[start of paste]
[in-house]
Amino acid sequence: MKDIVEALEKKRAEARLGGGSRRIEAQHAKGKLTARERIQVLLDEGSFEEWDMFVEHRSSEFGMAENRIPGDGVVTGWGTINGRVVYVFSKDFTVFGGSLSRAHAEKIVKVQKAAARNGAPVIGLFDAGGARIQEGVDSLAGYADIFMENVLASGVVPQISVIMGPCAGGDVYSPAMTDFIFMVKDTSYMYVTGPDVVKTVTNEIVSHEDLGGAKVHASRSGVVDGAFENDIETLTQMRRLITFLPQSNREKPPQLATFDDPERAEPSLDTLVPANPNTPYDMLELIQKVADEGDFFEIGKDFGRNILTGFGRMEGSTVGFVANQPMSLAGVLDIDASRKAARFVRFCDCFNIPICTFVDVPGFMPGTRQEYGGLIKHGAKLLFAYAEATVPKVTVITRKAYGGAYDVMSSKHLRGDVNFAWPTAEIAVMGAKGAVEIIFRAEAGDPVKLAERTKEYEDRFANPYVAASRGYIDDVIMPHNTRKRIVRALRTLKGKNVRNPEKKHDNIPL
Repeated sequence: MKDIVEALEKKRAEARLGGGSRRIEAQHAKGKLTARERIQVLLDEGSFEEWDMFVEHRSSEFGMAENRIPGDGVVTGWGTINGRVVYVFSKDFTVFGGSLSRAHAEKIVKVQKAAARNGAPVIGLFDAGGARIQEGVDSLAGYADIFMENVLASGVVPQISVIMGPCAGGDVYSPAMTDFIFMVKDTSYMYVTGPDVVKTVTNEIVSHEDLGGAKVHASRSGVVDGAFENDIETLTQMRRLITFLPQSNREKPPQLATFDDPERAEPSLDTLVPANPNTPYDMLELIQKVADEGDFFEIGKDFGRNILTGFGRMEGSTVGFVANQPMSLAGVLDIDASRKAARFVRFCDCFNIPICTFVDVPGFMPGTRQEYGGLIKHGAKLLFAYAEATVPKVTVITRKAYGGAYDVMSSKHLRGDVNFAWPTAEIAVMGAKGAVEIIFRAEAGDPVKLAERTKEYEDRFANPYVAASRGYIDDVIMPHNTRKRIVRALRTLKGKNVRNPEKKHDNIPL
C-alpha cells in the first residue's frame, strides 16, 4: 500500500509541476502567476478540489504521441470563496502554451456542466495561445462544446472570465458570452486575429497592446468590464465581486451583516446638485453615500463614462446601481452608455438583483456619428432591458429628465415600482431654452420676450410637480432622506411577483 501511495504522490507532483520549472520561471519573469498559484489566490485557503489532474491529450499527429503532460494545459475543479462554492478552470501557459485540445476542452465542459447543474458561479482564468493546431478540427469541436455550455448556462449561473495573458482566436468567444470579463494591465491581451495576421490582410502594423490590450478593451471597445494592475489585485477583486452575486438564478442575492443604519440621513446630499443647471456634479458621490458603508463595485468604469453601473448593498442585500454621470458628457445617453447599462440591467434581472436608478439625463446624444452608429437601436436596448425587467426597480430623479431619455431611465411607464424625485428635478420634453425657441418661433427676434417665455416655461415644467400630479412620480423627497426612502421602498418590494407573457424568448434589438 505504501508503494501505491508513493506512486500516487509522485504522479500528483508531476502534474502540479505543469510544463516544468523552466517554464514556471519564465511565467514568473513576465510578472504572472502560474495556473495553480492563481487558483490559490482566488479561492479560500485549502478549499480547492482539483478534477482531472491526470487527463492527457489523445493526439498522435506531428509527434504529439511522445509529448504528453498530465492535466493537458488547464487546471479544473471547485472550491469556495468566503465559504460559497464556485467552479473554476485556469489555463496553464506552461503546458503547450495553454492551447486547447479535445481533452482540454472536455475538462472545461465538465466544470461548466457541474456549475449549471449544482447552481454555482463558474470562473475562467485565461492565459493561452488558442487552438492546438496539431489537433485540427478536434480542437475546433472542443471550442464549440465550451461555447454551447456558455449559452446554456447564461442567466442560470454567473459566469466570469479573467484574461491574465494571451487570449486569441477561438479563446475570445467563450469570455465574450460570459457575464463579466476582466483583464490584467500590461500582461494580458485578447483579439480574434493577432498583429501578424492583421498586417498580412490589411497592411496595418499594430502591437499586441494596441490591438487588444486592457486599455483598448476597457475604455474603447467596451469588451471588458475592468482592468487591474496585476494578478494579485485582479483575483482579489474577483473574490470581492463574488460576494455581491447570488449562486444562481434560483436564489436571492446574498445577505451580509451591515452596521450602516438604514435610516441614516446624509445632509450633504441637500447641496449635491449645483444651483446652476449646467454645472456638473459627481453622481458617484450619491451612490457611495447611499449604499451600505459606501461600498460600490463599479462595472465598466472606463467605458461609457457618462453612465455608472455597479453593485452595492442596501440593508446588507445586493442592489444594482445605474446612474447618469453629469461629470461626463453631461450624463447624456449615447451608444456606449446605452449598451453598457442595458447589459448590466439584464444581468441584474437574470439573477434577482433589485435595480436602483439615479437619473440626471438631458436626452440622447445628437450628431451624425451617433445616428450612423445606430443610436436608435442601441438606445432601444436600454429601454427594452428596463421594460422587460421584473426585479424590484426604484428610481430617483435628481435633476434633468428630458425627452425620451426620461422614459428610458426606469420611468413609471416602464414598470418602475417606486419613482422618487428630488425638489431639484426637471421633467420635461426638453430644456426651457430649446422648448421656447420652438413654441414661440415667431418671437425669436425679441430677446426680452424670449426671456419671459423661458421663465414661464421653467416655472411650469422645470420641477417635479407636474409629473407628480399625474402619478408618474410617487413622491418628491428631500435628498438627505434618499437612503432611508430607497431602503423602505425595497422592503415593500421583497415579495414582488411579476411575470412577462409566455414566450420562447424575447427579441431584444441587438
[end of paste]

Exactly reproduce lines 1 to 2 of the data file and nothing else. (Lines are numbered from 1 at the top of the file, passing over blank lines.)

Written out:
[in-house]
Amino acid sequence: MKDIVEALEKKRAEARLGGGSRRIEAQHAKGKLTARERIQVLLDEGSFEEWDMFVEHRSSEFGMAENRIPGDGVVTGWGTINGRVVYVFSKDFTVFGGSLSRAHAEKIVKVQKAAARNGAPVIGLFDAGGARIQEGVDSLAGYADIFMENVLASGVVPQISVIMGPCAGGDVYSPAMTDFIFMVKDTSYMYVTGPDVVKTVTNEIVSHEDLGGAKVHASRSGVVDGAFENDIETLTQMRRLITFLPQSNREKPPQLATFDDPERAEPSLDTLVPANPNTPYDMLELIQKVADEGDFFEIGKDFGRNILTGFGRMEGSTVGFVANQPMSLAGVLDIDASRKAARFVRFCDCFNIPICTFVDVPGFMPGTRQEYGGLIKHGAKLLFAYAEATVPKVTVITRKAYGGAYDVMSSKHLRGDVNFAWPTAEIAVMGAKGAVEIIFRAEAGDPVKLAERTKEYEDRFANPYVAASRGYIDDVIMPHNTRKRIVRALRTLKGKNVRNPEKKHDNIPL